Monday, May 28, 2007

No simple solution

Last weeks tragic car-pedestrian collision that left a 5 year old Prescott Elementary School student in critical condition brought up an issue I have needed to explain frequently to parents or principals frustrated with the congestion, illegal parking, speeding, and similar problems as the school bell rings. It's not as simple as assigning a police officer to patrol around the school.

Some of the remarks in the local media after the collision were from citizens who thought it was that simple. They were disappointed that the police are not around the school to do more about bad driving and parking. I hear this repeatedly. The parent or principal is usually seeking some more police presence, and is not aware that this same set of issues is troublesome around all the high schools, all the middle schools, and all but a small fraction of the elementary schools in Lincoln.

To illustrate this post, I collected a little data from Friday, May 25, 2007. Since schools generally begin their day sometime between 7:30 a.m. and 9:00 a.m., and dismiss sometime between 2:30 p.m. and 4:00 p.m., that was the time frame I was interested in exploring. This data which follows represents a typical weekday scenario for us.

First, I was interested in the total number of uniformed officers and sergeants on duty at the moment. These are the women and men who are ready to respond to dispatchers. The number of LPD officers on duty varies throughout the day. We staff shifts according to workload. The demand for police services peaks at times such as the morning and evening rush hours, lunch hour, and especially the time surrounding the bar closing hour. We also use staggered and overlapped shifts so we don't deplete all the officers at shift change times. In comparison to other police departments, a large percentage of our officers are deployed in uniform on the street, rather than in specialized units or plain clothes assignments.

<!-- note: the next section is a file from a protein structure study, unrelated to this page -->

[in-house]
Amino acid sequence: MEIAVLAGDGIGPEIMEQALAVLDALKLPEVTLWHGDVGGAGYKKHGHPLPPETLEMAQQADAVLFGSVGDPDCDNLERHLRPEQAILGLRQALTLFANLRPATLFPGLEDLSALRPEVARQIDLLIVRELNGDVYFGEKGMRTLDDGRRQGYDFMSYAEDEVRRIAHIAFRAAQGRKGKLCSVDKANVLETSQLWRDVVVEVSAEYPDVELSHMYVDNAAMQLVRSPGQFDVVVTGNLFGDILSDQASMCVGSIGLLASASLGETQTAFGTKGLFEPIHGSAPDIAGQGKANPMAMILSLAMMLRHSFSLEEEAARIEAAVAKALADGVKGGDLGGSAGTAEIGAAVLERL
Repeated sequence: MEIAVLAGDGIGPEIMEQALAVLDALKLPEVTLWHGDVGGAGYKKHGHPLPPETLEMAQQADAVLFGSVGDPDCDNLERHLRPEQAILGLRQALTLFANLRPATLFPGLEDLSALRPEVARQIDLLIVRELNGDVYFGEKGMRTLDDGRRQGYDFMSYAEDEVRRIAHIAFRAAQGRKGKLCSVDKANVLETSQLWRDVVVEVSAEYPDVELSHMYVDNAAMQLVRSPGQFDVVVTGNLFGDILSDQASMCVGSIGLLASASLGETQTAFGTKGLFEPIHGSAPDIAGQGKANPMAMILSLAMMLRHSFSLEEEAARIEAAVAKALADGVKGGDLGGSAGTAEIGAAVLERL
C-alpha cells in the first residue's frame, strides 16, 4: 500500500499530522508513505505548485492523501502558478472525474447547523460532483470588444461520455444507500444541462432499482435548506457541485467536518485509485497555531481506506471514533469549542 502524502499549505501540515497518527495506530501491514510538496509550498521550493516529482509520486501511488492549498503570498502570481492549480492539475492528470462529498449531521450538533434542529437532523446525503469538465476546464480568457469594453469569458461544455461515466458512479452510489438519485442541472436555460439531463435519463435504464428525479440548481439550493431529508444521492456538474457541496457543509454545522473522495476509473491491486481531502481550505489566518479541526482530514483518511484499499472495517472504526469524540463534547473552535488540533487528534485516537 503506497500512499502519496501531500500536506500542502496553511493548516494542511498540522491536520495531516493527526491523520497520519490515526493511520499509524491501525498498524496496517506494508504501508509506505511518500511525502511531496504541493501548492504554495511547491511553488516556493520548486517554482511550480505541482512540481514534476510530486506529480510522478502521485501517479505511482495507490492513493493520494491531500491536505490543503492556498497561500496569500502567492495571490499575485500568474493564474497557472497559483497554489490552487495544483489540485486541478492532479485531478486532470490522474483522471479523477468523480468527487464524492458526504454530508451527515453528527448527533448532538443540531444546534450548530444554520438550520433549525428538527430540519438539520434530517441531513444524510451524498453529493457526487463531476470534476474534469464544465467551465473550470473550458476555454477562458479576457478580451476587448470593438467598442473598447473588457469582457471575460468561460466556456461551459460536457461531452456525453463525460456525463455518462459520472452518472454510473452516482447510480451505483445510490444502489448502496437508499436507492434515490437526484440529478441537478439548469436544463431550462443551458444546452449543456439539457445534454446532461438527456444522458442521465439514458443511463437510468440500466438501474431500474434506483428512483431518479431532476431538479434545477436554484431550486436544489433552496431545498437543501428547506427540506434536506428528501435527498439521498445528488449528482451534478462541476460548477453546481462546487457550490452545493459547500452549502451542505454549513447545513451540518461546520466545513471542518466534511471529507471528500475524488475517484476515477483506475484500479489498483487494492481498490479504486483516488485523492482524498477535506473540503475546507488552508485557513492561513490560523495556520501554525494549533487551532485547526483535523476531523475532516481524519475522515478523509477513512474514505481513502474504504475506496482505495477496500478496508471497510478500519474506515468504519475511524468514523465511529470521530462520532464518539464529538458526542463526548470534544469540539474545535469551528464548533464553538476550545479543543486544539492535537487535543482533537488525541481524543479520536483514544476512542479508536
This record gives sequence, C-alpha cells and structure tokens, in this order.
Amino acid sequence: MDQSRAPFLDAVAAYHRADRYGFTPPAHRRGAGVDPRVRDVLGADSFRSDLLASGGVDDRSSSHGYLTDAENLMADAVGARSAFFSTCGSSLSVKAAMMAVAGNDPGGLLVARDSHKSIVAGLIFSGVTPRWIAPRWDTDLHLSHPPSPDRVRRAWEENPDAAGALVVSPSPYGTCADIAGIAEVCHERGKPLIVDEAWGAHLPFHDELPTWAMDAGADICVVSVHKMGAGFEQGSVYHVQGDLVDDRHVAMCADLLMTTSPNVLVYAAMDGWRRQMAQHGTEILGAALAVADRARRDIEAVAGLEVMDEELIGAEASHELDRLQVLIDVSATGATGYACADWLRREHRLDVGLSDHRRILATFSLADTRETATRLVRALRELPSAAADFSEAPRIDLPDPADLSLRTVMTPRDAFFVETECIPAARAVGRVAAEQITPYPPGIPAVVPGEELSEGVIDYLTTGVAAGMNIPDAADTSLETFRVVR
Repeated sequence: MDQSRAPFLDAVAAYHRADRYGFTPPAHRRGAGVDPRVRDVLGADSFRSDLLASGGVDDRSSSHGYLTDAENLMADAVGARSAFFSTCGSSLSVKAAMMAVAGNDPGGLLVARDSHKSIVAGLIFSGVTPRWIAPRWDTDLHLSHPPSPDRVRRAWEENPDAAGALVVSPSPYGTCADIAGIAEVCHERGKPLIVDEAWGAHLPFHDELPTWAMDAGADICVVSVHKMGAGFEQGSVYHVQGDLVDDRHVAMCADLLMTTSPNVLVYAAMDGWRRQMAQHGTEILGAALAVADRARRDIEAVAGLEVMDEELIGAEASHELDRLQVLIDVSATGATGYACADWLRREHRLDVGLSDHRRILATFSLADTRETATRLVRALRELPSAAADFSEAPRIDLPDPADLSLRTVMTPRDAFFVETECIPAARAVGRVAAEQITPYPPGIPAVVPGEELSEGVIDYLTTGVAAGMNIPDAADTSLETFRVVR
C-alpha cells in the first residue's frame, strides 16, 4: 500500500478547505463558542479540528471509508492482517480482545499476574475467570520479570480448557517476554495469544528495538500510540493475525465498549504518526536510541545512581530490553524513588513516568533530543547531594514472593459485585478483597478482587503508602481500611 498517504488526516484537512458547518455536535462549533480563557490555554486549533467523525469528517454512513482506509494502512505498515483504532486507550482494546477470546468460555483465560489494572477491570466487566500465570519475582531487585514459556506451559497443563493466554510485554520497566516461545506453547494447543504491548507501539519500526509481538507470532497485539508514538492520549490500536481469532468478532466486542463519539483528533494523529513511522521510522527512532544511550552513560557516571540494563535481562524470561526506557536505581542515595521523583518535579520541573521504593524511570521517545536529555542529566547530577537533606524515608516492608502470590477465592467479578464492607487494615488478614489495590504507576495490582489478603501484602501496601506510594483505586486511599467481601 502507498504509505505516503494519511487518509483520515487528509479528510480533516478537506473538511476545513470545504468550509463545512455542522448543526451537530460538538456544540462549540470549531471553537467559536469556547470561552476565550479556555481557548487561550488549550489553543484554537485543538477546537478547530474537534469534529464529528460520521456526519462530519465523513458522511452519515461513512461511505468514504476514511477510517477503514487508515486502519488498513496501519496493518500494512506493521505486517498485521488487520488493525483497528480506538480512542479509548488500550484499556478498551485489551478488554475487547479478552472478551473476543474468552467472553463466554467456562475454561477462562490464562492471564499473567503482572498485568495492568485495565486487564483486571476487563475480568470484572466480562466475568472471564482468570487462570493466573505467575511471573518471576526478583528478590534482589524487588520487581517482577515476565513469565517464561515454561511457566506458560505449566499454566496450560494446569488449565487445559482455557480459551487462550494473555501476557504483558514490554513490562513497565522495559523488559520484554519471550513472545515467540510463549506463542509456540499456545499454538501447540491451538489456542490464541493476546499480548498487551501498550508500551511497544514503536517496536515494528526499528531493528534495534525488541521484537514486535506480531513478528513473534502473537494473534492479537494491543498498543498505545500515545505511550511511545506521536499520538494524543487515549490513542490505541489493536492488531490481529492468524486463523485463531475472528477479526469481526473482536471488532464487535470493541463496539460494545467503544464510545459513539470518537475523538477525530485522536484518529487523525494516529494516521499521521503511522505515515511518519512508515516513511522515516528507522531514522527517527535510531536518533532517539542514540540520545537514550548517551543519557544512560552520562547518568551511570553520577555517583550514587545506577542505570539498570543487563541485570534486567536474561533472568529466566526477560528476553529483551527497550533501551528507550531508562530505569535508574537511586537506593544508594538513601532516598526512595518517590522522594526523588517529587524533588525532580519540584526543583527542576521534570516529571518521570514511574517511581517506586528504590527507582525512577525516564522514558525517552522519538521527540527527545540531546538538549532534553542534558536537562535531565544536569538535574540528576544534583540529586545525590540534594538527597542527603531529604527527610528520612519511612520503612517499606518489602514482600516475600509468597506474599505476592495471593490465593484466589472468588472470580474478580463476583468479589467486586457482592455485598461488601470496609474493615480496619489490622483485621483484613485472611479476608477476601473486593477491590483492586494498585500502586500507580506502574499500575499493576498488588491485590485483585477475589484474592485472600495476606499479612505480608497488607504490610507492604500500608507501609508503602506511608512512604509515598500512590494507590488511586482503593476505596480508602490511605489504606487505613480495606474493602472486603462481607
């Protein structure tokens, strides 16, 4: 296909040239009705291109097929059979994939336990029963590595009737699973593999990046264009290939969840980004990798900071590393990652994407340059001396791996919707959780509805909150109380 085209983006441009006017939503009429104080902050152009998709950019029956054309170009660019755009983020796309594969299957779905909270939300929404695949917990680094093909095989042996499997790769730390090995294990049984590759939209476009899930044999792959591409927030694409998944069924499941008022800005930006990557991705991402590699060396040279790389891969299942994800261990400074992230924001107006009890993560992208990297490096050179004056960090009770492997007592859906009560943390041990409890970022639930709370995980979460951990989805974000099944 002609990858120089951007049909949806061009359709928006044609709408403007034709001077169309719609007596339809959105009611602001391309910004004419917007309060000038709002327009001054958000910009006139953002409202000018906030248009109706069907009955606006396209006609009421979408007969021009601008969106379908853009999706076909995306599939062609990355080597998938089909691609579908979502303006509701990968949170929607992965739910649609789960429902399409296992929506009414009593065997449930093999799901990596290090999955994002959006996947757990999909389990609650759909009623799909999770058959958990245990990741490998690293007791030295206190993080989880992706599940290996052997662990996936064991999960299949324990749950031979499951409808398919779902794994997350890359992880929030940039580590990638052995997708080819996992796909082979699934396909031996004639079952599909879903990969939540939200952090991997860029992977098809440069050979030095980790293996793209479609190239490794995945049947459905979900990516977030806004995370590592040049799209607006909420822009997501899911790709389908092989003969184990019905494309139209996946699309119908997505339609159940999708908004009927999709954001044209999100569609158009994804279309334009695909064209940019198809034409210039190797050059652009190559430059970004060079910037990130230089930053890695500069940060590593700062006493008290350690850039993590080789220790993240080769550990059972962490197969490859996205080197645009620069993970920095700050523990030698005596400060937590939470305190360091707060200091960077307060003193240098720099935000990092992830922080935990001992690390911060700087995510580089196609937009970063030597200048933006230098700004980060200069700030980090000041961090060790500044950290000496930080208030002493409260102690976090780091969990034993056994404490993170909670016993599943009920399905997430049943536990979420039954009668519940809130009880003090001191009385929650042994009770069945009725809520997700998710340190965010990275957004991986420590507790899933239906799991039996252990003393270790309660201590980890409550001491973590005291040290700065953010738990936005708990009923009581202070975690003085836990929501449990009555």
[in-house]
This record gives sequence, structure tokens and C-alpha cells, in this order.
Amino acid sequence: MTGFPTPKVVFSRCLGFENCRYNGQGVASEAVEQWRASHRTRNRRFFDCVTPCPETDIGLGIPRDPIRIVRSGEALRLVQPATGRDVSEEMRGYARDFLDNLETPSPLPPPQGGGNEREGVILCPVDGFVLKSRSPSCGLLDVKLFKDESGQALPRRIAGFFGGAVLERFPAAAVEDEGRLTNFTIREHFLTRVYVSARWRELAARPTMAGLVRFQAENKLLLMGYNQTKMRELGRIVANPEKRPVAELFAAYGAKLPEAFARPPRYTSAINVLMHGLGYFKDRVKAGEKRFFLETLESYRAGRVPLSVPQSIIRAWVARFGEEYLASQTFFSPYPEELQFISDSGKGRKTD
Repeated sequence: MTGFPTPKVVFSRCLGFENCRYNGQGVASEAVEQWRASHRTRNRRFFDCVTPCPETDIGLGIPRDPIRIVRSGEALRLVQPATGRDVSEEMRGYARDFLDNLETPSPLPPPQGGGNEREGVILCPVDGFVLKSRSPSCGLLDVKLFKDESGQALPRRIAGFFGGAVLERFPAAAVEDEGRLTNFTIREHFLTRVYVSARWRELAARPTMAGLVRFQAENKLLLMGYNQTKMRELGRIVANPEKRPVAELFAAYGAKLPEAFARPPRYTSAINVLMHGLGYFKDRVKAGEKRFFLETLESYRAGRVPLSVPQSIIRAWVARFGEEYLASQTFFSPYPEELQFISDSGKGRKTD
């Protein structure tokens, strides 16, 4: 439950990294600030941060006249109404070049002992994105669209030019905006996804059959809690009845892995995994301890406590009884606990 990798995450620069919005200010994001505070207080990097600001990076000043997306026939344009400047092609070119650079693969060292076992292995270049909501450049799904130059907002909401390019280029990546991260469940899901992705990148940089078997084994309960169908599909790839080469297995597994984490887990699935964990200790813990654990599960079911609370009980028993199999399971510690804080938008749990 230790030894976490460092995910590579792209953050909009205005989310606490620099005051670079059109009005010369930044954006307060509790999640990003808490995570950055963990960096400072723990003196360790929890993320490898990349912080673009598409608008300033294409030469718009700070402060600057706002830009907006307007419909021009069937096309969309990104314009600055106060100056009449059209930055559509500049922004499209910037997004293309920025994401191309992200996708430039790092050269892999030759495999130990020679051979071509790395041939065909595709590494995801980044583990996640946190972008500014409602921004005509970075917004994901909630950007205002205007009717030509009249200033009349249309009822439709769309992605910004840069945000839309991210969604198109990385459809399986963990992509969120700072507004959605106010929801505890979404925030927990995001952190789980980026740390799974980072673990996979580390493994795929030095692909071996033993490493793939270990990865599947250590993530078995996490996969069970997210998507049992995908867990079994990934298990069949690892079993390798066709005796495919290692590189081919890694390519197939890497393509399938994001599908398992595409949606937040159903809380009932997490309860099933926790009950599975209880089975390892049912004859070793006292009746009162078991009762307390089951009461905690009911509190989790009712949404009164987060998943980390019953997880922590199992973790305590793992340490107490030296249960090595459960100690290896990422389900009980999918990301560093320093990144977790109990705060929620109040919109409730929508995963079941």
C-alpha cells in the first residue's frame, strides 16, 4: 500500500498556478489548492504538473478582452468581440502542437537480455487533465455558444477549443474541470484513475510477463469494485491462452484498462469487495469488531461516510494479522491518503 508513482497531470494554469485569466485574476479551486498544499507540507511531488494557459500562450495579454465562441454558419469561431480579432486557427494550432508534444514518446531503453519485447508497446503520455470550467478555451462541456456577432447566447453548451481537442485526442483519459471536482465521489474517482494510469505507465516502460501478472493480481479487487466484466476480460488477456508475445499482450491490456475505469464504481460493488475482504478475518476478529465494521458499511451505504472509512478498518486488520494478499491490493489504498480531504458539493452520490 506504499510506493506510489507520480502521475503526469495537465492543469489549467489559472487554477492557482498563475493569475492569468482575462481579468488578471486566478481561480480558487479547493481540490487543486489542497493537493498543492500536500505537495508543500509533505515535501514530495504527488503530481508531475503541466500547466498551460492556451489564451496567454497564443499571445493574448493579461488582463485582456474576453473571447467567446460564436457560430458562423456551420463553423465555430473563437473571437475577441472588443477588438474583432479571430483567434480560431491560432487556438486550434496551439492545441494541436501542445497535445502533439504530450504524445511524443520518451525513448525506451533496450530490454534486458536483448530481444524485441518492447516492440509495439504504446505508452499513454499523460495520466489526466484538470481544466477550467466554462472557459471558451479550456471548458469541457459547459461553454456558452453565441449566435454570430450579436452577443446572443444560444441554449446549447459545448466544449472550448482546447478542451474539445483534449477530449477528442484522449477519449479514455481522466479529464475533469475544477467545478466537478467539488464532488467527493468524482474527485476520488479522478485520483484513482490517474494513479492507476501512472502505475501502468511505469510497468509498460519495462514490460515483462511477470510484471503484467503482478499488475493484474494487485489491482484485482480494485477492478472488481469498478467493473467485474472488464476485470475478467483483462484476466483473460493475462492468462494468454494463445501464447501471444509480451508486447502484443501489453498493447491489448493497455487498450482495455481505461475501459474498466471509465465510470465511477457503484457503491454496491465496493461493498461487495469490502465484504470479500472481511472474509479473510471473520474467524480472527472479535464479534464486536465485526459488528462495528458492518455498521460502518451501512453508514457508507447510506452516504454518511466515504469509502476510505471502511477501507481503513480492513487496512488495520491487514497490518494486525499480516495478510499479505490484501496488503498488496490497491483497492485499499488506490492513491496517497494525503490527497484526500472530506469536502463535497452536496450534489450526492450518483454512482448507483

On Friday at 8:00 a.m., there were 33 uniformed street police officers and sergeants on duty in Lincoln. At 3:00 p.m. there were 52. These officers, however, were not sitting around the station waiting for the bell the ring. Rather, they were busy responding to the expressed needs and wants of the citizens of Lincoln.

From 7:30 a.m. to 9:00 a.m. on Friday, we dispatched Lincoln police officers to 64 incidents. Between 2:30 p.m. and 4:00 p.m., officers responded to 93 incidents. This total of 157 incidents that needed police attention during the before and after school hours Friday included assaults, shoplifters, drunks, traffic collisions, alarms, disturbances, fights, child abuse cases, and so forth. Many of these incidents required more than one officer. While some were quick and simple, others were quite complicated and/or time consuming.

There are 54 public schools in Lincoln, and another 17 parochial K-12 schools, for a total of 71. That's not counting dozens of preschools.